January 18, 2020, 12:03 am
It was a simpler time. A better time. The sweet days of yore, filled with innocence and dreams.
On December 17, Ryan Saunders said that Karl-Anthony Towns was “banged up.” On December 19, it was rumored that Towns might miss a couple games. He’s been listed as questionable ever since.
But things are back in order, as tonight was the night for Towns’ return to the court. A day-to-day issue turned into 30 days, but he’s back in action.
Tonight Towns was clearly under some restrictions, though he still only needed 28 minutes to deliver 27 points, five rebounds, one assist and a 3-pointer. KAT went 9-of-21 from the field and while the rest of the stats were a little light, he did lead Minny in shots tonight and will go right back into his spot atop the offensive totem pole.
There really isn’t much to think about from that performance — Towns will threaten top-5 value (per game) as long as he’s in the league. It does call into question the nature of injury proneness, however.
One of the major draws of taking Towns at the top of the first round has always been that he’s a bankable player. This is a guy who played in all 82 games for the first three years of his career — on mostly bad teams no less — whose first absence was caused by a car crash last season that was revealed to have been potentially fatal. The iron man reputation, much like “knowing how to win,” is one of those things that simply applies until it doesn’t.
Obviously Steph Curry, Anthony Davis and Giannis Antetokounmpo have missed their share of time this season, but can Towns realistically be considered as a safer option than those players anymore? There’s no right or wrong answer there. But now that he’s got a month-long absence due to a knee injury under his belt, Towns’ simple availability isn’t the bulletproof asset it once was. Just something to think about as we move forward.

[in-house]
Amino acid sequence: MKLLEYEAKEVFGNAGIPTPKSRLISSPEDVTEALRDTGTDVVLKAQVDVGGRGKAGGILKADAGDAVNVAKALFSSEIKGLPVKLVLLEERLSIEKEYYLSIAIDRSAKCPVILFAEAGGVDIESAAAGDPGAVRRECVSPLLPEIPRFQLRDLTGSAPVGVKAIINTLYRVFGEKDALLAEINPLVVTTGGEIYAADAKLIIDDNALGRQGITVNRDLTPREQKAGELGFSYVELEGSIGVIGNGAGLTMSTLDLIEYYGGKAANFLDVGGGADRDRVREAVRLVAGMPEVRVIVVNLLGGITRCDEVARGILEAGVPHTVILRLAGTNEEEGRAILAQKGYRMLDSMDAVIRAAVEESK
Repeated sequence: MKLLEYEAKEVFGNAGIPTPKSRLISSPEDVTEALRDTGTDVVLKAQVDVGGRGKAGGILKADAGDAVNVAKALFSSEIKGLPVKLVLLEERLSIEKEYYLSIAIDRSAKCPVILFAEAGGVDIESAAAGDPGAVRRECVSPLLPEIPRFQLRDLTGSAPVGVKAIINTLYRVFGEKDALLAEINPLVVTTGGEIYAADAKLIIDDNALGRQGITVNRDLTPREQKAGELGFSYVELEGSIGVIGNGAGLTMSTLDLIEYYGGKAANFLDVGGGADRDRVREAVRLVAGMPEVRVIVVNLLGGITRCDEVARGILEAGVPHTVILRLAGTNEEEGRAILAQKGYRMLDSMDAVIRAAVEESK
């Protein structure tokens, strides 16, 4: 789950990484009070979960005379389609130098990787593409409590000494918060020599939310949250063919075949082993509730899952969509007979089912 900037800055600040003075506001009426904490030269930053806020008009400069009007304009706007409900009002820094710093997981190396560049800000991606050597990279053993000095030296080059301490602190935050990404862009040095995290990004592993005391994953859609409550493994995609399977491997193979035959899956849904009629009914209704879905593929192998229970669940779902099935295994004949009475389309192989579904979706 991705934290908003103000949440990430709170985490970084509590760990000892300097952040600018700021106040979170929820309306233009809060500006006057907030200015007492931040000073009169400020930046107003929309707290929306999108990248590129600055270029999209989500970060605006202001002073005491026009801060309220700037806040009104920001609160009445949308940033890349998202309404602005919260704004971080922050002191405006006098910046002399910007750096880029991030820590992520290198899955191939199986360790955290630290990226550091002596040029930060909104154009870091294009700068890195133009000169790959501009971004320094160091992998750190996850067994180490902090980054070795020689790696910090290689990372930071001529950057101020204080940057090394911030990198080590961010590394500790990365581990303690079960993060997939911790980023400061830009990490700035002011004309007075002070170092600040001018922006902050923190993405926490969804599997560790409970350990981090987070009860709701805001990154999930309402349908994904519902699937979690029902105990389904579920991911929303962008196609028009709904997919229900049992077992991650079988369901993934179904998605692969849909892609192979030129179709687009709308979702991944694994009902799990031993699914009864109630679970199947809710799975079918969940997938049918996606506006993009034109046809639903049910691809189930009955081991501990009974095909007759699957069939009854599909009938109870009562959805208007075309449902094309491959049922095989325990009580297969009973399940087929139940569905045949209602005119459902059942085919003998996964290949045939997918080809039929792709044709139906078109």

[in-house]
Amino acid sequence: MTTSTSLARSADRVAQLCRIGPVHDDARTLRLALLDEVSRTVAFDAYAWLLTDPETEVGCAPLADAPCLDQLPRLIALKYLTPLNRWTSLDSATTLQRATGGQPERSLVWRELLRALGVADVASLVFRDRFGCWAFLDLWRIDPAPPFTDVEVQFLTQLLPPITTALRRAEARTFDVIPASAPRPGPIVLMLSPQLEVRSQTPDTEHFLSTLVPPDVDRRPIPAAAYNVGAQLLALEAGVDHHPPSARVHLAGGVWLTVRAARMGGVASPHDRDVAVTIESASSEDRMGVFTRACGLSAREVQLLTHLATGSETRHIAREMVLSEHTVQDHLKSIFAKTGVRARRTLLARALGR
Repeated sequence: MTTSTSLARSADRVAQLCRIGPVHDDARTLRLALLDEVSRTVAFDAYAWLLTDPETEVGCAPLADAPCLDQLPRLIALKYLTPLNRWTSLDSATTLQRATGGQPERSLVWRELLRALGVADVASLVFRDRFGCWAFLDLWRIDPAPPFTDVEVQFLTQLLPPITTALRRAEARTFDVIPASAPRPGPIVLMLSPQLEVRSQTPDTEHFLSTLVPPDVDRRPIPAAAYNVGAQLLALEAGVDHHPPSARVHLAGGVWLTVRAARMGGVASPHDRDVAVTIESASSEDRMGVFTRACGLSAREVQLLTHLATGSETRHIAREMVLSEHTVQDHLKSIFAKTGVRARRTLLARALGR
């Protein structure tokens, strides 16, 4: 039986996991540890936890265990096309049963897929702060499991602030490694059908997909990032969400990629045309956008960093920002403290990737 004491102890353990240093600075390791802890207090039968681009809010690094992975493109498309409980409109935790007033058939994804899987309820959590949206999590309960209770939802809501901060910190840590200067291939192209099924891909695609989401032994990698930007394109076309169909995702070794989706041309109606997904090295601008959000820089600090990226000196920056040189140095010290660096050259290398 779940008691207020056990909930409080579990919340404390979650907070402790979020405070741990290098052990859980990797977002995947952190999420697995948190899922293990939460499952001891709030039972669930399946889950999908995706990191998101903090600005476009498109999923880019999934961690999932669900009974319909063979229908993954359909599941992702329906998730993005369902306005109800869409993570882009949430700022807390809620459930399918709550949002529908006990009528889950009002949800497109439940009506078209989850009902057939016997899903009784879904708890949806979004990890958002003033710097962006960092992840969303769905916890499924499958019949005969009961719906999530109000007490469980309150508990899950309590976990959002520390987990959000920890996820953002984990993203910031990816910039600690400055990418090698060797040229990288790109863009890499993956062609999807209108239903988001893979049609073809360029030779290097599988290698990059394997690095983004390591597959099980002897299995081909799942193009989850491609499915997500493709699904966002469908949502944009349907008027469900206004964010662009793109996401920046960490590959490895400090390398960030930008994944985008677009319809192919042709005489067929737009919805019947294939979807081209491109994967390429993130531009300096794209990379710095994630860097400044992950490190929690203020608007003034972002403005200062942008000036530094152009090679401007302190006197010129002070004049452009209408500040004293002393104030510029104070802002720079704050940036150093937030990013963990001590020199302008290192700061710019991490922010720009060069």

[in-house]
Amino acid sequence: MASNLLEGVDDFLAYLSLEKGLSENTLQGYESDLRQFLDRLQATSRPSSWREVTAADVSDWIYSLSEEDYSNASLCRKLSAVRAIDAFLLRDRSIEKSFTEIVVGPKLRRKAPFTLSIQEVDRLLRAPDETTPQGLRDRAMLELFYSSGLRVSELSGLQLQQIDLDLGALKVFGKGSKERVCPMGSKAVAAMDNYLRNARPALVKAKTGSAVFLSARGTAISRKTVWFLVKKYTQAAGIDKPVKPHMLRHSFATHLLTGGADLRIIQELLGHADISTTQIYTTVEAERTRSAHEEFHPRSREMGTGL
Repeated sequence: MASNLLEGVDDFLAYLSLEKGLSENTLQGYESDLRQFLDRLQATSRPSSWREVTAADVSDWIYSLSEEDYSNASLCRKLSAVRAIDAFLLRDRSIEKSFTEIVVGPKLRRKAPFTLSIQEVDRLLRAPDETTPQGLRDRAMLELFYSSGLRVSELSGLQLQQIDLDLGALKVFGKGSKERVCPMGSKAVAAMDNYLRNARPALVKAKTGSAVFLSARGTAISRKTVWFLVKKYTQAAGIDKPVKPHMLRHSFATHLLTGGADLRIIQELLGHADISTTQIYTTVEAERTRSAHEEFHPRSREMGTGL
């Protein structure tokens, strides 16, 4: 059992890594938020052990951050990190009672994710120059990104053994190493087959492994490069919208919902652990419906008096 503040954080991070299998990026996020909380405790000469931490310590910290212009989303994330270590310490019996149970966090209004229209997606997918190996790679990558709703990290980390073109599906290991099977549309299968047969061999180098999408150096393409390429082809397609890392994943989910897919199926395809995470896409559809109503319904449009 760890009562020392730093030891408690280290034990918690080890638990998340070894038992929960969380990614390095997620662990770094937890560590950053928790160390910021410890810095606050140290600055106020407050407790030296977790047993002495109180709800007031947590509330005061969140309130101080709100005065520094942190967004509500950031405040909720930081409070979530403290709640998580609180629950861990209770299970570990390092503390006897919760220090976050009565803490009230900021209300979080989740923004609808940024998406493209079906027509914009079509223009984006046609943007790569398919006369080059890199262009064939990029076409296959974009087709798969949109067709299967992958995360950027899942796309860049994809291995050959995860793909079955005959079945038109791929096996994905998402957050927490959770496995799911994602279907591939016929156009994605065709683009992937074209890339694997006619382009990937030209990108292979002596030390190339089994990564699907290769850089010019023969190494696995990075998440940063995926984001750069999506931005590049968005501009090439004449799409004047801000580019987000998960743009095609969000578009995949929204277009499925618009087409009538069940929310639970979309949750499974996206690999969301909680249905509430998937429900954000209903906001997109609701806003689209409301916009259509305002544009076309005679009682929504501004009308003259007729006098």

Towns figures to be listed as questionable for tomorrow night’s game against the Raptors, just to stick it to fantasy GMs one more time.
Add(s) of the Night
Shabazz Napier, Luke Kornet and Matisse Thybulle are likely on the map already in most leagues, so we’ll have to dig slightly deeper here. How about…
Furkan Korkmaz, SG, Philadelphia 76ers
Korkmaz popped off for a career-best 24 points tonight, and played well enough to draw postgame praise from Brett Brown. Philly’s offense is dying for a floor-spacer and if Korkmaz can deliver that consistently he’ll be playing his way into a legitimate role. He finished tonight with six 3-pointers, four rebounds and a block while shooting 8-for-11 in his 28 minutes and scored 15 points on Wednesday night. He’s not a must-add guy in 12-team leagues but is worth a shot in deeper formats, especially with Josh Richardson getting dinged up tonight.
Honorable mention to Cam Reddish, whose 22-5-4 and four steals is almost surely a mirage.
As always, our Pickups of the Night article has you covered at a deeper level.
Gorgui Dieng, F/C, Minnesota Timberwolves
This one’s pretty easy, though you might want to give it another game or two to make sure KAT is fully operational. His minutes are about to take a nosedive and while he has rehabbed his trade value with this latest run of play, odds are he returns to life as a fantasy non-factor.
Kris Dunn, G/F, Chicago Bulls
Dunn’s lane is narrow enough that you aren’t relying on him for the total package, but he’s just a top-140/150 guy over the last two weeks and put up zero points, two rebounds, two assists and one steal in just 15 minutes tonight. A defensive grind seems like the sort of game that would really suit Dunn, so that’s troubling in a more macro sense. If he’s not getting multiple steals a night it’s going to be tough to stomach.
Kristaps Porzingis has us going through a KAT-esque scenario (this will be the last mention of him in this Dish, promise), initially getting hit with the “minor injury” talking points… two weeks ago. KP was set to play on Wednesday before feeling discomfort in pregame warmups, and he didn’t even get that chance tonight.